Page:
Old people, when they "stay in their homes" when they die, tend to patch and fix their houses, rather than properly repair them. So a home like this needs a new kitchen, baths (original to 1960!) and a hot water heater, a new HVAC system, pool pump, pool cage, and general updating. Granted, it doesn't need it all at once, and you can squander about $10,000 a year "dressing the pig" and keeping the place patched together. But the end result is not really a very nice place to live, but rather an older home with layers of repairs.
Like most houses of this vintage, the land is worth more than the house, and the lot is what makes the property valuable. Most buyers will gut and re-build the place, or even tear it down and start over. I lived through this once - spending tons of money over the years, "fixing up" a 60-year-old home, only to see the new owner drive a bulldozer through it. My neighbor, who spent nothing fixing her house, had the same bulldozer drive through hers. She pocketed the cash. I ended up with far less. All that money I spent at Lowe's and Home Depot was just wasted.
So, the place is a tear-down. And most of the homes in the neighborhood have already been torn down and re-done, in the modern, ostentatious way, by people who have far more money (or think they have far more money) than you and I. The neighborhood has gone upscale, and priced it out of our market - or at least priced it further than we'd like to pay.
And then there is another thing. We don't want to live there. It is on a crowded Florida barrier island, with "Spring Break Dudes" cruising up and down the main drag, drinking until they puke, and hanging out at all the bars and such. The traffic and congestion is a nightmare, and thanks to Florida corruption, developers keep packing more and more million dollar homes and 20-story condos right into the same space. The traffic will just get worse and worse, over time. And as retirees, we don't want to live in a "Spring Break" destination.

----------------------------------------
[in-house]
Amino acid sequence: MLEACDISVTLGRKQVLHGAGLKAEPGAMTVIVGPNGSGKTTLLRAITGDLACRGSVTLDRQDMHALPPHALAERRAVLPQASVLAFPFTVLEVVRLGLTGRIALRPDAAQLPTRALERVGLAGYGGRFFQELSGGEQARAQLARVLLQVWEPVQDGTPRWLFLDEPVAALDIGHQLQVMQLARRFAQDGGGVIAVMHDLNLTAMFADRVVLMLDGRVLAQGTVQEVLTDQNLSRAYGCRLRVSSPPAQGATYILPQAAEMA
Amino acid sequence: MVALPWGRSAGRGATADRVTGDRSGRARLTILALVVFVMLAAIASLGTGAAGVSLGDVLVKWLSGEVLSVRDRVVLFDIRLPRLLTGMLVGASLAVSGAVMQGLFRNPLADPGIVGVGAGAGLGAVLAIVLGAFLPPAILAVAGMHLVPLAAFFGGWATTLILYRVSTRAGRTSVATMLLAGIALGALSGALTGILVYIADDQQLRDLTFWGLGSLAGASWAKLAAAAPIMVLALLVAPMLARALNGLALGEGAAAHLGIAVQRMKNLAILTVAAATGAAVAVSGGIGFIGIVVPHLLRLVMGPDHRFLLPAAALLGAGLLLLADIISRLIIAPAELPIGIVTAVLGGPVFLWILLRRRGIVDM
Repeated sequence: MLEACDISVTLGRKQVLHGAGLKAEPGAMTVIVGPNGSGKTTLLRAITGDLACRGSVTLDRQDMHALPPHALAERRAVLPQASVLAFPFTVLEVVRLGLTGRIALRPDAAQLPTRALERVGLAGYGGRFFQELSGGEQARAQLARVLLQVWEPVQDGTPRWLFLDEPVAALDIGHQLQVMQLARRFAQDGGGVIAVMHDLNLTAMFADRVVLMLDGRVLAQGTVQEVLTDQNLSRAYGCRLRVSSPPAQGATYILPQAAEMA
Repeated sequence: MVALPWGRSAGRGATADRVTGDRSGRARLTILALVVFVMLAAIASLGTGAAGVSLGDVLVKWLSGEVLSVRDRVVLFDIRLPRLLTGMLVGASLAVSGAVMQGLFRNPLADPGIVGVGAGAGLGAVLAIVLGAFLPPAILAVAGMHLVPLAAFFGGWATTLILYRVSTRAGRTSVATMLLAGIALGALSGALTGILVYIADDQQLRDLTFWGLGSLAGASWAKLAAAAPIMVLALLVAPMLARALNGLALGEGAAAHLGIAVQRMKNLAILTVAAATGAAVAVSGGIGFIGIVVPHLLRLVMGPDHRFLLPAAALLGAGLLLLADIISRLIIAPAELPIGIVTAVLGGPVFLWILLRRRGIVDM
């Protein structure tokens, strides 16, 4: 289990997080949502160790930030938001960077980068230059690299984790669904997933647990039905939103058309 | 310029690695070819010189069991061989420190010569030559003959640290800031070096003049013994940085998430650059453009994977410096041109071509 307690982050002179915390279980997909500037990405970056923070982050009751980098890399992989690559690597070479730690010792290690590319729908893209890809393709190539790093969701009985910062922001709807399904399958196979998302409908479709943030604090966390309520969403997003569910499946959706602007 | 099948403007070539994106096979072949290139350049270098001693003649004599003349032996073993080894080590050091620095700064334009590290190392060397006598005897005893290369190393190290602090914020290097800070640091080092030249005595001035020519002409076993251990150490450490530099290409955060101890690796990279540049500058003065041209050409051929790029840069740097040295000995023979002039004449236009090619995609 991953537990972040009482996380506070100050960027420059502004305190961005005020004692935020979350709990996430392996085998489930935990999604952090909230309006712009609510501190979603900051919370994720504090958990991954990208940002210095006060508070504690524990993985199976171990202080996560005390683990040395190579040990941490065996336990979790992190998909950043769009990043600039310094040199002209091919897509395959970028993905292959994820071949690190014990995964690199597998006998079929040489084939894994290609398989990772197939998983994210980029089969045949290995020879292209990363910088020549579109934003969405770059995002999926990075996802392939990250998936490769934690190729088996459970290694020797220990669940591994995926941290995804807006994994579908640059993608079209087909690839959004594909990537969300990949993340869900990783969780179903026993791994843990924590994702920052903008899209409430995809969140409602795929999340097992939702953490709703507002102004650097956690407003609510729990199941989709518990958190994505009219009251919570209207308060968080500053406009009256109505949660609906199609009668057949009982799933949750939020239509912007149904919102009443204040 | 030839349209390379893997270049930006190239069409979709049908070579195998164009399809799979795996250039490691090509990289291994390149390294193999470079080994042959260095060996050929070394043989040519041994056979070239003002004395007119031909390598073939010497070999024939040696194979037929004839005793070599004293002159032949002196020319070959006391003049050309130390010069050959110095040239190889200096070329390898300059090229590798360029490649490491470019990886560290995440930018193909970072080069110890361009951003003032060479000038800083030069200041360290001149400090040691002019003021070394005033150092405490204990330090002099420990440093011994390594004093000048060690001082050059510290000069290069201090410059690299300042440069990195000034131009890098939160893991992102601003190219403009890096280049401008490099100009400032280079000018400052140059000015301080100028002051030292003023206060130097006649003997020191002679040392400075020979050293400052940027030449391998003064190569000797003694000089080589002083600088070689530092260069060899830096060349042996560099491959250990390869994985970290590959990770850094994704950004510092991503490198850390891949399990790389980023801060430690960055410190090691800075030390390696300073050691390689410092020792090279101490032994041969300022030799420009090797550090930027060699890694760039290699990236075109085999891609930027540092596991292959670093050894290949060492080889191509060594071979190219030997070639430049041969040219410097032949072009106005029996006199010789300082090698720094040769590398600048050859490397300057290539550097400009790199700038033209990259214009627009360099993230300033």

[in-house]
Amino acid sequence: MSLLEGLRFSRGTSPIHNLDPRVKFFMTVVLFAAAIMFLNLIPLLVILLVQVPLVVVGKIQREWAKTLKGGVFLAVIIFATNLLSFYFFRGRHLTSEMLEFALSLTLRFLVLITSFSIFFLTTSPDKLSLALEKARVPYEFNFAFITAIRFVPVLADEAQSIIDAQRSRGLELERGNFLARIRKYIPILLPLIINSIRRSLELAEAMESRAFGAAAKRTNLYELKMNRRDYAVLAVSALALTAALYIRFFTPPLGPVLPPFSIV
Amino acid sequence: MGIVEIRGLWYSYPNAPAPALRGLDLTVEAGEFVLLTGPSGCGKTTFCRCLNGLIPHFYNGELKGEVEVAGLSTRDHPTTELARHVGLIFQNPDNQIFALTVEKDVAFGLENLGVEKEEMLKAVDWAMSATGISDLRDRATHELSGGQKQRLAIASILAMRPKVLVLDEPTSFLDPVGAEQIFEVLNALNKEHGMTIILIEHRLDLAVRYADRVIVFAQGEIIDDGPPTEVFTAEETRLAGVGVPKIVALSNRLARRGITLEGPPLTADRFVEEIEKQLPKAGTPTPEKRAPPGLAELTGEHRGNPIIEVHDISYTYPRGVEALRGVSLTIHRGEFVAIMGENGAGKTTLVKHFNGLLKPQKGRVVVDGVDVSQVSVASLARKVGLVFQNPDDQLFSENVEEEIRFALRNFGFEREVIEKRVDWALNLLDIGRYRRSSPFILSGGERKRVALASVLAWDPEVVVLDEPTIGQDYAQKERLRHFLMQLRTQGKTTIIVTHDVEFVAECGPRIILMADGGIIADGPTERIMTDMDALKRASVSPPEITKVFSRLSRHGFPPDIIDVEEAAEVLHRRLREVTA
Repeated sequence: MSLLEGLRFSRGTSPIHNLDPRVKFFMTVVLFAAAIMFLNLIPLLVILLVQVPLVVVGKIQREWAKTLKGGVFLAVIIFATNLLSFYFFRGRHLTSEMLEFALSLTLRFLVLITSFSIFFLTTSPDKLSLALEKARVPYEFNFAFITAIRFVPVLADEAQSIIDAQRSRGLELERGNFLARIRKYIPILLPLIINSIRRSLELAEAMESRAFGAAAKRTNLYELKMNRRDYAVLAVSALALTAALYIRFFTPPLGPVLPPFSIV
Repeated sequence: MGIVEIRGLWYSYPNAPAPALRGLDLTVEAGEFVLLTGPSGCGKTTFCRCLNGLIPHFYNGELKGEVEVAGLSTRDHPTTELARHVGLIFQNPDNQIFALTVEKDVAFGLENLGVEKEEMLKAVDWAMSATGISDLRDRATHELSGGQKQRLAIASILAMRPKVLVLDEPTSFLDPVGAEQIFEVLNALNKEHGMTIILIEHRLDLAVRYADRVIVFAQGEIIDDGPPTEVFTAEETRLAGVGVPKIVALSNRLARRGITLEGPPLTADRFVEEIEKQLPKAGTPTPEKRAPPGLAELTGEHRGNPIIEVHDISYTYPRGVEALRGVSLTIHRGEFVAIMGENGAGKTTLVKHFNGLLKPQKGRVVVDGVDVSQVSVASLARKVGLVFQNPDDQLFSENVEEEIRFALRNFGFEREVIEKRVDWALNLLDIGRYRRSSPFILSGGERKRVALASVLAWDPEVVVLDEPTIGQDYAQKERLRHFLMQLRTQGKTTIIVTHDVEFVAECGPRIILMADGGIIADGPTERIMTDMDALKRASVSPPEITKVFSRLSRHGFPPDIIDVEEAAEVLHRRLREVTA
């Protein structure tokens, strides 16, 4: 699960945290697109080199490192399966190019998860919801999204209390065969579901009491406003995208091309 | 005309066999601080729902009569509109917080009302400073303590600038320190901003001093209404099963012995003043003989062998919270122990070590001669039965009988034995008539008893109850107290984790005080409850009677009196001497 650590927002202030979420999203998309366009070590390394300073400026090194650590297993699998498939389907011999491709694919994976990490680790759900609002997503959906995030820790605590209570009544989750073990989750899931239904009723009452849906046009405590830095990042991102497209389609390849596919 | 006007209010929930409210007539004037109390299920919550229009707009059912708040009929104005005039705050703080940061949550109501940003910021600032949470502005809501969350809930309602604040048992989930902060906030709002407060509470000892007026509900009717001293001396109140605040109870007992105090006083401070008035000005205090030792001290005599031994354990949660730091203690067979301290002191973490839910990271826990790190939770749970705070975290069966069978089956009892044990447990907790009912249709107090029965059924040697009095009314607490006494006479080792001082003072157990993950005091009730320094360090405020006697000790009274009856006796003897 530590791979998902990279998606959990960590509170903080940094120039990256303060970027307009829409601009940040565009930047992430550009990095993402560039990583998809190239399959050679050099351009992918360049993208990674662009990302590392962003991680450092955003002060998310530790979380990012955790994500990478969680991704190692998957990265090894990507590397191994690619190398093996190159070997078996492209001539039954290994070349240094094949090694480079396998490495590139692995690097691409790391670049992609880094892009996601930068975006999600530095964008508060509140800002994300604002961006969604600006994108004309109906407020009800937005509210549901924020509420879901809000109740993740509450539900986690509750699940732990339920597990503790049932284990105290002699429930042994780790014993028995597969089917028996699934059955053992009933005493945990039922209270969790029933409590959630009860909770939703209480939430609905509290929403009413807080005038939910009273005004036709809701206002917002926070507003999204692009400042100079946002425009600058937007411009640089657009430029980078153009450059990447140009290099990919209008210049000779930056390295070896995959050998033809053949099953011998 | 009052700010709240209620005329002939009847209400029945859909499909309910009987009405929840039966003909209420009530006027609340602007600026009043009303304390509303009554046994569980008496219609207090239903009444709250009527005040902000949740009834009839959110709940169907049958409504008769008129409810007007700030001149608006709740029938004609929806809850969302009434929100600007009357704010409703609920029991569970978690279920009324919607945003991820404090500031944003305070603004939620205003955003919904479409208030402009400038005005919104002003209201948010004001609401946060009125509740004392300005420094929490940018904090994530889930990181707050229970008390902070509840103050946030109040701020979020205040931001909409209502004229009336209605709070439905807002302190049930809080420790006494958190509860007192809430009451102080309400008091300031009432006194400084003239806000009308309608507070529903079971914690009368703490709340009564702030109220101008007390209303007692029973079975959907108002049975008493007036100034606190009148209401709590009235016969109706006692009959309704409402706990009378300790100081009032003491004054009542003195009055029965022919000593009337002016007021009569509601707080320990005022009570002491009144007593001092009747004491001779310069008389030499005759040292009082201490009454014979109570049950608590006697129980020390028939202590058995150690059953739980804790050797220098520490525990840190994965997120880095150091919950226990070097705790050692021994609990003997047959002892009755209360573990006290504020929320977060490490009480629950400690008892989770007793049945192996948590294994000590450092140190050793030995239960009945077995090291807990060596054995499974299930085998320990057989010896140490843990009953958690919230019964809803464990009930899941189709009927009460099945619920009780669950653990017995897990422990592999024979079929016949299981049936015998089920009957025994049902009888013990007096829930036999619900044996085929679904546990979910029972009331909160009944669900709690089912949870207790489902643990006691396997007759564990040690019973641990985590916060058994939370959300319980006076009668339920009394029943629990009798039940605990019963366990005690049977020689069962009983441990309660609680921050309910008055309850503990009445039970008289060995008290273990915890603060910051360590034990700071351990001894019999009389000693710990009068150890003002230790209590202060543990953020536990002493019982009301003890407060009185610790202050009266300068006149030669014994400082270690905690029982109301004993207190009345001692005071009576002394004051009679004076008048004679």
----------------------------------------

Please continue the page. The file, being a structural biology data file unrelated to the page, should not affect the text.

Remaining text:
It is, as they say, a fun place to visit, but you wouldn't want to live there. Better off to rent there, if you want to go.
Fortunately, the siblings are of the same mind. They have their own plans and desires, and living in their parent's house isn't one of them. Moreover, their spouses have other plans and desires as well. If living in your parent's old house is creepy and weird, think about how creepy and weird it is to live in your in-laws former home. It is creepy and weird to the Nth power.
So the house goes on the market for a quick sale. And not surprisingly, at the funeral, we are approached by a buyer who wants to "make a deal" before others get their offers in. Like a widower fighting off widows (bearing casseroles) at his wife's funeral, we find ourselves suddenly very popular.
Make it go away, put the money in the bank and move on with life. Use that money to live our own lives, rather than spending our own money trying to relive our parent's lives.
A house is just a thing - an object, a structure. While it is OK to be sentimental up to a point, never let sentiment guide you in making such a huge financial decision - one that can bankrupt you or leave you "house poor" for the rest of your life.
Like anything else, "Do the Math" on the transaction, and then ask yourself, "Do I really want to do this? Or am I doing this out of some misplaced sense of obligation or sentimentality?" When you get out a calculator, many things become clear. And using Logic, rather than Emotion, is always the best choice, when dealing with money.